Decreased Conflict- and Error-Related Activity in the Anterior Cingulate Cortex in Subjects With Schizophrenia

Department of Psychiatry, University of Pittsburgh, Pittsburgh, Pennsylvania, United States
American Journal of Psychiatry (Impact Factor: 13.56). 11/2005; 162(10):1833-9. DOI: 10.1176/appi.ajp.162.10.1833
Source: PubMed

ABSTRACT People with schizophrenia have exhibited reduced functional activity in the anterior cingulate cortex during the performance of many types of cognitive tasks and during the commission of errors. According to conflict theory, the anterior cingulate cortex is involved in the monitoring of response conflict, acting as a signal for a need for greater cognitive control. This study examined whether impaired conflict monitoring in people with schizophrenia could underlie reduced anterior cingulate activity during both correct task performance and error-related activity.
Functional activity in the anterior cingulate of 13 schizophrenia patients and 13 healthy comparison subjects was investigated by using event-related fMRI and a Stroop task that allowed simultaneous examination of activity during both conflict (incongruent trials) and error (commission of error trials).
In the presence of comparable reaction time measures for conflict as well as comparable error rates, the schizophrenia subjects showed both decreased conflict- and error-related activity in the same region of the anterior cingulate cortex. Moreover, those with schizophrenia did not exhibit significant post-conflict or post-error behavioral adjustments.
Concurrently reduced conflict- and error-related activity in the anterior cingulate cortex along with reduced trial-to-trial adjustments in performance has not previously been reported in schizophrenia. The current results suggest that impaired conflict monitoring by the anterior cingulate cortex might play an important role in contributing to cognitive control deficits in patients with schizophrenia.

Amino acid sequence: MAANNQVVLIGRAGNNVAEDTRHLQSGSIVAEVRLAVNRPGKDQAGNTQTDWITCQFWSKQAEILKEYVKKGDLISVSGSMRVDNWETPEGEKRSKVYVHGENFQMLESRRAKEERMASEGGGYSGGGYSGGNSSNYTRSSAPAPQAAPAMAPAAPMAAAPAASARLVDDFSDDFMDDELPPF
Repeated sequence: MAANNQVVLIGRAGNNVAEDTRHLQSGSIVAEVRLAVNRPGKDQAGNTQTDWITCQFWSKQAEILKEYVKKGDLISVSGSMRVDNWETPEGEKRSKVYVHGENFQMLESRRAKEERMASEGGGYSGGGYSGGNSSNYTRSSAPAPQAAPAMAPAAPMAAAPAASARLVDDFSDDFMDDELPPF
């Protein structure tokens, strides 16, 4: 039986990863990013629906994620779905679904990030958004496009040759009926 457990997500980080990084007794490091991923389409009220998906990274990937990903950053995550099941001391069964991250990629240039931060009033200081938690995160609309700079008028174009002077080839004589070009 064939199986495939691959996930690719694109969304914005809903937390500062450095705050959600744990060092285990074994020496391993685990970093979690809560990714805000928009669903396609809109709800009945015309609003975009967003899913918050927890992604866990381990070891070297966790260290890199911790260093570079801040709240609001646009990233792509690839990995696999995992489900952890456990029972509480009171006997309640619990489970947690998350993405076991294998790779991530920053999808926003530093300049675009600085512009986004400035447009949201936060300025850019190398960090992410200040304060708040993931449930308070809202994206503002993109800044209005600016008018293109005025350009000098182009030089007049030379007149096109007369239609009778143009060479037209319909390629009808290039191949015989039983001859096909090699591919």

Download full-text


Available from: Angus W MacDonald, Aug 29, 2015
1 Follower
  • Source
    • "Structural magnetic resonance imaging (MRI) and neuropathological findings demonstrate gray matter reductions of the ACC in patients with psychosis, occurring already prior to its onset and, eventually, progressing with illness duration (Fornito et al., 2009). In functional MRI (fMRI) studies, patients with schizophrenia showed reduced conflict-(Snitz et al., 2005) as well as errorrelated activity in the ACC (see Melcher et al., 2008, for a review; Carter et al., 2001; Alain et al., 2002; Kerns et al., 2005), which may normalize upon administration of antipsychotic medications (Snitz et al., 2005; Adams and David, 2007). Studies reported hypo-activation in patients only for the rostral division of the ACC during Stroop (Carter et al., 1997), Go/NoGo (Laurens et al., 2003), oddball (Liddle et al., 2006), or emotion recognition tasks (Habel et al., 2010). "
    [Show abstract] [Hide abstract]
    ABSTRACT: Cognitive functioning is impaired in patients with schizophrenia, leading to significant disabilities in everyday functioning. Its improvement is an important treatment target. Neurofeedback (NF) seems a promising method to address the neural dysfunctions underlying those cognitive impairments. The anterior cingulate cortex (ACC), a central hub for cognitive processing, is one of the brain regions known to be dysfunctional in schizophrenia. Here we conducted NF training based on real-time functional magnetic resonance imaging (fMRI) in patients with schizophrenia to enable them to control their ACC activity. Training was performed over 3 days in a group of 11 patients with schizophrenia and 11 healthy controls. Social feedback was provided in accordance with the evoked activity in the selected region of interest (ROI). Neural and cognitive strategies were examined off-line. Both groups learned to control the activity of their ACC but used different neural strategies: patients activated the dorsal and healthy controls the rostral subdivision. Patients mainly used imagination of music to elicit activity and the control group imagination of sports. In a stepwise regression analysis, the difference in neural control did not result from the differences in cognitive strategies but from diagnosis alone. Based on social reinforcers, patients with schizophrenia can learn to regulate localized brain activity. However, cognitive strategies and neural network location differ from healthy controls. These data emphasize that for therapeutic interventions in patients with schizophrenia compensatory strategies may emerge. Specific cognitive skills or specific dysfunctional networks should be addressed to train impaired skills. Social NF based on fMRI may be one method to accomplish precise learning targets.
    Frontiers in Behavioral Neuroscience 06/2015; 9:169. DOI:10.3389/fnbeh.2015.00169 · 4.16 Impact Factor
  • Source